“We’ve really looked at how we played the last two years and after the World Cup and had a look at the areas that we needed to improve in,” Keightley, England’s head coach, said. “We’ve had really good conversations and hopefully we’re picking the players that we think can go out and do that. It’s their time, I think… and the structure underneath, the regional structure, has given them confidence to come in and play at the next level.”
“We’ve had a lot of cricket between here and there,” Keightley said. “It’s always great to get on a bandwagon really early but I think she’s matured. Going over to Australia and seeing her travel and play probably a little bit under the radar, she’s been really clear on what we want her to do and how we want her to play and I just think her time is now.
“She gives us a lot of options with the ball and she can float in a batting order and tends to be able to move quite freely with a good strike rate, so we’ve always had an eye on her. Sometimes the skipper doesn’t want to put too much pressure on a young kid too early and I think she’s done that really well.”
“Obviously Tammy’s an amazing player,” Keightley said. “She’s performed really well over a long period of time and I suppose the challenge is out to Tam to go away and work on things that we’ve been working on and show us why she should be in the squad. I’m sure she’ll bounce back and that’s what we want, really. We want pressure on and players getting better in every format.
“In 50-over cricket you can’t match Tammy’s record. I think it speaks for itself. In T20, I think there’s still some room for growth and improvement there and now it’s up to her to go away and do it. The Hundred’s a fantastic opportunity to do that, and we’ll see what she can do.”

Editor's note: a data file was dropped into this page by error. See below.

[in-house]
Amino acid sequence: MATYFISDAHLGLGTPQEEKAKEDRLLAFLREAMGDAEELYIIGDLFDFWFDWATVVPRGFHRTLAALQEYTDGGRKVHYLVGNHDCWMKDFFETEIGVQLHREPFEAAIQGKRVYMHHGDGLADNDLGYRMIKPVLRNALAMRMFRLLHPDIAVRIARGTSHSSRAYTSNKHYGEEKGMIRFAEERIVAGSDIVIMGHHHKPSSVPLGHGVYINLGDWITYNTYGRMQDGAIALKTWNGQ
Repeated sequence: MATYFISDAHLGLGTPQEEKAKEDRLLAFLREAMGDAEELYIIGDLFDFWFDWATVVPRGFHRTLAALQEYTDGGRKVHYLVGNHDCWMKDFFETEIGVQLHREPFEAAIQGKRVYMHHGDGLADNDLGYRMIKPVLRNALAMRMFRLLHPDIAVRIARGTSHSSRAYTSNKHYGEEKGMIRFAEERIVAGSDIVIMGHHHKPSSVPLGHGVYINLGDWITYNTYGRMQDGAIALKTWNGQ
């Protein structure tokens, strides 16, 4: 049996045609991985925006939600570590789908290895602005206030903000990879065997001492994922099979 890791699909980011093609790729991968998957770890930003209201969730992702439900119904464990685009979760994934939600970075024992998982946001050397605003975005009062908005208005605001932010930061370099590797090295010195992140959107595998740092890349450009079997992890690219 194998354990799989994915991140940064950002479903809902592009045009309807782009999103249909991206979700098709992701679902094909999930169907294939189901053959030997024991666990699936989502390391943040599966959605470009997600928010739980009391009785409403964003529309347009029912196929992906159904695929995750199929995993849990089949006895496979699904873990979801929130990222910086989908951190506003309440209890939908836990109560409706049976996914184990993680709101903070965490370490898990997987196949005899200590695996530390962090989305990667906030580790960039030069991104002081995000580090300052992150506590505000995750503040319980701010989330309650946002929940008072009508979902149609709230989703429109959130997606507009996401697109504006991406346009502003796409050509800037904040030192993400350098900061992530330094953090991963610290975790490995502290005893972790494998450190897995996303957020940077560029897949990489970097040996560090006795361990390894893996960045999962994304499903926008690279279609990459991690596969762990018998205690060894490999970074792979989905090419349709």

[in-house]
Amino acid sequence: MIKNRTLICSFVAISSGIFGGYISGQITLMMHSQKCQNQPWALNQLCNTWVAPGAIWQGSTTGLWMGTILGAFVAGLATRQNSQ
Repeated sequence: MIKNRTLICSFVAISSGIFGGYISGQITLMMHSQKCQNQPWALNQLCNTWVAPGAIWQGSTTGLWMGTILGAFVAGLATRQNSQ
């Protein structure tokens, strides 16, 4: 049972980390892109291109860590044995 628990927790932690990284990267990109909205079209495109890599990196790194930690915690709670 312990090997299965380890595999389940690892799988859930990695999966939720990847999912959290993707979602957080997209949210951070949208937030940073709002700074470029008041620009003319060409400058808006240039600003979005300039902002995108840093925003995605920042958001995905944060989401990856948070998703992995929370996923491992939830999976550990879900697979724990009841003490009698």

Dunkley’s move to No. 3 has proven successful early in the ODIs and Keightley suggested the middle order, which also includes Knight, could remain fluid depending on match situations and how players settle into their roles.
“It’s been interesting how it’s evolved,” Keightley said of Dunkley’s promotion. “Performing not as well as we wanted up front and losing early wickets and being quite slow has made us think about, well, how can we improve that?
“It’s quite clear how we want the openers to go out and bat in 50-over cricket and then we felt Sophia’s improving. She’s a clean striker. Usually if we lost a wicket or we’re going well her strike rate’s roughly going to be around the same.
“She just gives us that punch-ability, I suppose, if we did lose a wicket, for her to go out and play her natural game and put hopefully the bowlers back under pressure.”
Wicketkeeper Amy Jones, who in ODIs has played in every position from No. 1-7 since her debut in 2013 has batted predominantly at No. 5 since the end of 2019, reaching fifty only twice in that time. In T20Is she moved from opener to the middle order at the end of the World Cup in 2020 with limited success.
“Amy would admit that she probably hasn’t finished games off for us and gone the way that we want probably consistently and we know Heather is cool and calm under pressure,” Keightley added. “If we’re in trouble, she can work with players around her to read the situation a little bit better than probably we have in the past, so I still think three, four and five could be flexible moving forward.”
Valkerie Baynes is a general editor at ESPNcricinfo